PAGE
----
A statement from the full-time officer team.
Over the past week or so social media has been alive with debate concerning the Sainsbury Centre commissioned Antony Gormley statues that have begun to be installed on campus. The placement of one of the statues on the library roof as we go into exam season has been considered to be highly insensitive by many students, given its obvious connotations with suicide.
For at least the last two years almost every SU election candidate has campaigned on a platform that has mentioned the need to tackle mental health on campus. Surveys, research and stories have all reinforced that the problem is real and the need for change urgent. Norfolk’s NHS services are woeful and UEA still has no mental health strategy in place.
In response to concerns that we have raised, the University has released this statement to students
We fully accept that art should provoke and that the University is lucky to have attracted Gormley pieces to its sculpture trail. But art is commissioned and positioned in a context, by people with power- and public art should involve public consultation. This isn’t a debate about ‘banning’ the statues, nor is it a crude debate about whether art could ‘cause’ suicide- it’s a debate about the timing and location of statues by a University that is failing on mental health.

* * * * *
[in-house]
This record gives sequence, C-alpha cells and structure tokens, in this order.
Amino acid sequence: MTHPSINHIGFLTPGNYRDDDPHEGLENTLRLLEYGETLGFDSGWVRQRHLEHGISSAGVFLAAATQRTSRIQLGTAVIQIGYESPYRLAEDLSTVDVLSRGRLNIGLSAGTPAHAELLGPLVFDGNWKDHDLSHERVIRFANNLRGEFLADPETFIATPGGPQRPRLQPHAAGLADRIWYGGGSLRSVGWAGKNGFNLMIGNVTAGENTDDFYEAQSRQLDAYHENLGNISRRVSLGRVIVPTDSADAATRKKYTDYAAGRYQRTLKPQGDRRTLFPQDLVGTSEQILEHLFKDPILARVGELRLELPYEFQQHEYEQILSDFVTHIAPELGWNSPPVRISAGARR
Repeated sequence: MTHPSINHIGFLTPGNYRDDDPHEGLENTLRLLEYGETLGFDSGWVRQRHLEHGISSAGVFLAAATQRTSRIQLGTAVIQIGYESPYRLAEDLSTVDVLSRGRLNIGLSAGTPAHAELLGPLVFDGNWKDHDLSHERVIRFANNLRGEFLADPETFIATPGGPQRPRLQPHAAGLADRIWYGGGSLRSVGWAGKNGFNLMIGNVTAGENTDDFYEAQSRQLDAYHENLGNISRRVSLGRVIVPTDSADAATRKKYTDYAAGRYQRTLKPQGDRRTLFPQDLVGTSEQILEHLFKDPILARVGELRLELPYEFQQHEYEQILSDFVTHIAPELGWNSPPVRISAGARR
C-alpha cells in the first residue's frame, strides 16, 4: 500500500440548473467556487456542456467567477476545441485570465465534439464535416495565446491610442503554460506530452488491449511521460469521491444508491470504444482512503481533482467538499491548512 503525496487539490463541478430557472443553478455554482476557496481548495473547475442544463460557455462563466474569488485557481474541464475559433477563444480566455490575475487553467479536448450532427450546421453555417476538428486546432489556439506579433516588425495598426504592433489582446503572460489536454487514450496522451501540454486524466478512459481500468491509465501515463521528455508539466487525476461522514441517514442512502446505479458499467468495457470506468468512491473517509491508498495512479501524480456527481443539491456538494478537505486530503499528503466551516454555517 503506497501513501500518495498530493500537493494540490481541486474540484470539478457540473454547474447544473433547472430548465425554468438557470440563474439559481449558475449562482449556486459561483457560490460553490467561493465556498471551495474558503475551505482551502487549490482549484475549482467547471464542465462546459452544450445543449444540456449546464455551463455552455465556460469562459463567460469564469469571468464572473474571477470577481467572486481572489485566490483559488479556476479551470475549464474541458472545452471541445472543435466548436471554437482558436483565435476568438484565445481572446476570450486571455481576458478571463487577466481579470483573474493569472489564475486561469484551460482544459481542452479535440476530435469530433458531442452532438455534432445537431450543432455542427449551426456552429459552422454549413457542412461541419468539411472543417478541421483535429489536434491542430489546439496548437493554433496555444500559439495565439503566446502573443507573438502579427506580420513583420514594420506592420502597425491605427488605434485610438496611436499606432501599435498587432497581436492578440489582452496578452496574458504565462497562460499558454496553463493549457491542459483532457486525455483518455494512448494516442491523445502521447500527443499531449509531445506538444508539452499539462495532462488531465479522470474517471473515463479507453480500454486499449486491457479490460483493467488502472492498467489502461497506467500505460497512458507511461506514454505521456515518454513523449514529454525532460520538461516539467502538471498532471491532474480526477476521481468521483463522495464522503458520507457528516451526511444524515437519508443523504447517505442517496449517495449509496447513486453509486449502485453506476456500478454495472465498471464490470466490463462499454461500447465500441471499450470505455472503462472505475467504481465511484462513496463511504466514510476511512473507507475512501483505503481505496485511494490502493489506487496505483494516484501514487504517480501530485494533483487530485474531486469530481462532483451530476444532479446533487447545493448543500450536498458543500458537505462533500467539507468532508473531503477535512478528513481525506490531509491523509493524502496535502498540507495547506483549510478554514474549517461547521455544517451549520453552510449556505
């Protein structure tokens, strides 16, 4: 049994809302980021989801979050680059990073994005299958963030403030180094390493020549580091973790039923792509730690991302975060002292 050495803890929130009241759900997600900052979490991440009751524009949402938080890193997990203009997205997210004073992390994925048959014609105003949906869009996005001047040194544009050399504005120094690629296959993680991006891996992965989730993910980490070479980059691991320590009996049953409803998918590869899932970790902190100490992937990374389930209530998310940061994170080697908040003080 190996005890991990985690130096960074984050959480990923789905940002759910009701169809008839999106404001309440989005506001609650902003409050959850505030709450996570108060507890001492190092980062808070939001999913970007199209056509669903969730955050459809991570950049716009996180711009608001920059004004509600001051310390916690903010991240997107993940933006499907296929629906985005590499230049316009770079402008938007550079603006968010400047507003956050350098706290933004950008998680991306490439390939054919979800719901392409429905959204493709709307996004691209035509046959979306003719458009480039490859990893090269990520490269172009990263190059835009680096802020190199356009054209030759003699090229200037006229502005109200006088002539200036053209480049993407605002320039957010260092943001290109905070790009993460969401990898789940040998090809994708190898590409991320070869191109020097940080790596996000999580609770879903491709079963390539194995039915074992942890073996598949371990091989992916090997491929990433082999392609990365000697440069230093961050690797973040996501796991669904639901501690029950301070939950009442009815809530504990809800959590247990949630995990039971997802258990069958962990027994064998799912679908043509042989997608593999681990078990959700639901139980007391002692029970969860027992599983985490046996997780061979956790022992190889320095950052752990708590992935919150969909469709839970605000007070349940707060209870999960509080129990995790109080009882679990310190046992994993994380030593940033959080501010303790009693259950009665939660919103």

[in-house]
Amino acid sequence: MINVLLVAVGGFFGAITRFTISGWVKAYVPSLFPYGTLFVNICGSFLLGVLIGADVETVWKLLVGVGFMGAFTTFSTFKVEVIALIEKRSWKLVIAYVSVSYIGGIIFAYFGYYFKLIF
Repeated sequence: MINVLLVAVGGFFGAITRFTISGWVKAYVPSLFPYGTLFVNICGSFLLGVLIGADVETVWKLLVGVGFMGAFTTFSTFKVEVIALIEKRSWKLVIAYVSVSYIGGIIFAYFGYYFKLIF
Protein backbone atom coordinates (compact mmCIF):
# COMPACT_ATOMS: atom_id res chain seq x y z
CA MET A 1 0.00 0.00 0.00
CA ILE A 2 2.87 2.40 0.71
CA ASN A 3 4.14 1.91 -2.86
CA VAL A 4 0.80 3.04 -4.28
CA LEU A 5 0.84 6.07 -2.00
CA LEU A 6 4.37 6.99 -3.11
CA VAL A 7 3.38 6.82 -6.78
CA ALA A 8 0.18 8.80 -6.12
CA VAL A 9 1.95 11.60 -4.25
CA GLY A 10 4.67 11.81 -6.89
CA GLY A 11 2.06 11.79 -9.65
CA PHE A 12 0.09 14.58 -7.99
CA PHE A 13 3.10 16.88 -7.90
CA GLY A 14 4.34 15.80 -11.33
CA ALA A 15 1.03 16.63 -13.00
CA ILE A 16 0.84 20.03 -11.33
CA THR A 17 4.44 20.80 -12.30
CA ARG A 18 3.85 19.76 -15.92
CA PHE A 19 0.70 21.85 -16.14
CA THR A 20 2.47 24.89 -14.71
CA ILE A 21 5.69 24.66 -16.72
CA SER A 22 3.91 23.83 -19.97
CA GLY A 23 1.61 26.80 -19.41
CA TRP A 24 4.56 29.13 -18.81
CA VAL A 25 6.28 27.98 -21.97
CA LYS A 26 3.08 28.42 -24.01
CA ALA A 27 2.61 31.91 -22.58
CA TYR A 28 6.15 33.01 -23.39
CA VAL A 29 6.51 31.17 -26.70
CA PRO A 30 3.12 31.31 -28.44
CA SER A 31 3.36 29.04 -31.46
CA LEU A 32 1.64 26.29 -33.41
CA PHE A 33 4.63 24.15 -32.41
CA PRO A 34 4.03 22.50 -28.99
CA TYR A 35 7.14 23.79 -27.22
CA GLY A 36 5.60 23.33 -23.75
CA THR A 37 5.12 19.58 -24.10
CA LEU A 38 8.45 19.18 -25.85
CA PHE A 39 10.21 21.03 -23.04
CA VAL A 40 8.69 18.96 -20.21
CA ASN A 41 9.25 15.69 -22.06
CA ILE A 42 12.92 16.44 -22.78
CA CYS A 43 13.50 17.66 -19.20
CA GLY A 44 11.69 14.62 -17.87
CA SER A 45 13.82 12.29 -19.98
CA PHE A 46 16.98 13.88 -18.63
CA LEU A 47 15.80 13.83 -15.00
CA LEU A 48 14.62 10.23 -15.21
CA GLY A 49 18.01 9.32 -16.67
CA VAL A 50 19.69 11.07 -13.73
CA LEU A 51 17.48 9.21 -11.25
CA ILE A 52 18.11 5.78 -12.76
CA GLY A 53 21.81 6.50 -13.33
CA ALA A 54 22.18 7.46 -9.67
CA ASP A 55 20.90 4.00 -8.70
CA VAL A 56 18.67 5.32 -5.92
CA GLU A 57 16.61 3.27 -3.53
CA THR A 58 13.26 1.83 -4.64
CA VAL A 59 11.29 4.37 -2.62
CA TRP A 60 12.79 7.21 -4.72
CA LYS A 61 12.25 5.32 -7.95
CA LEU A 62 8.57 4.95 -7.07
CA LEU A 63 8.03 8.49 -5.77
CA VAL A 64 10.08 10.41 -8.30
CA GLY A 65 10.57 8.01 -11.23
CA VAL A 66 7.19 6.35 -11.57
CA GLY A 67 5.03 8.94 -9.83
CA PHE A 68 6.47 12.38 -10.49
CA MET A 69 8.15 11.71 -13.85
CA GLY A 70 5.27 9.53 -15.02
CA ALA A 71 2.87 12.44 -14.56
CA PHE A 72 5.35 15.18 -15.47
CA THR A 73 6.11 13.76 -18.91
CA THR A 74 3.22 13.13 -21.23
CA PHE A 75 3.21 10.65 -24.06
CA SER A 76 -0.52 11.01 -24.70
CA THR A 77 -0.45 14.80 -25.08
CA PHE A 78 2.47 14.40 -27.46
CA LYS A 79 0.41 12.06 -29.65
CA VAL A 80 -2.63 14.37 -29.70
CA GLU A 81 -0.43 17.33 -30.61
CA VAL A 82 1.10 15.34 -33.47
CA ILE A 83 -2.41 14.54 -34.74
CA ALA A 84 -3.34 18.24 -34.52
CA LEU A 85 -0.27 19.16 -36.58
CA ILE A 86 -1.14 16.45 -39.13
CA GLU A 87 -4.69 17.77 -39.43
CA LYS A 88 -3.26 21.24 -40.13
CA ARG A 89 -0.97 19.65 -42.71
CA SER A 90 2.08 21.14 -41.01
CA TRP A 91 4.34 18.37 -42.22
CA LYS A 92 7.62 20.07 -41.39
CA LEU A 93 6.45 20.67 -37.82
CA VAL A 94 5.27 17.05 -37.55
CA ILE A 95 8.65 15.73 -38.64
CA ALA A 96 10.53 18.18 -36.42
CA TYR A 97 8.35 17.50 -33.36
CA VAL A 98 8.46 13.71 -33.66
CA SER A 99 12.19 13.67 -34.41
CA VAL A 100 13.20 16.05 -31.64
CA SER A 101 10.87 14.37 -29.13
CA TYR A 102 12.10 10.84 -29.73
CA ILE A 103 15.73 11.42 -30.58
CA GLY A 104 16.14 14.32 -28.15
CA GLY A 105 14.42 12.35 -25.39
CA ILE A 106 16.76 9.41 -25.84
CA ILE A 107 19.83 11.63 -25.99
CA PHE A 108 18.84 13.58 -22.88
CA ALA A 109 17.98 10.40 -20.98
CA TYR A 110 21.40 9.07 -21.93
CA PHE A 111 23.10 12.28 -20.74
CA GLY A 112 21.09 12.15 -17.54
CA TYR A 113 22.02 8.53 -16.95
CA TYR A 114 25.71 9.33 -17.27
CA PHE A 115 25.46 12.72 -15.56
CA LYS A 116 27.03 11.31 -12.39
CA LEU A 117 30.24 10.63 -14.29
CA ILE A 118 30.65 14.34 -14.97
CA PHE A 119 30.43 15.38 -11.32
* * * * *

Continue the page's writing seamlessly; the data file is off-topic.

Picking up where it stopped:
If the intention was to ‘provoke’ some students into reflecting on the way in which the University’s mental health services have let them down, then the installation has been successful. It’s now crucial that the University delivers on its promise to develop a proper student Mental Health strategy for UEA and we’ll be doing all we can to hold them to that promise this term.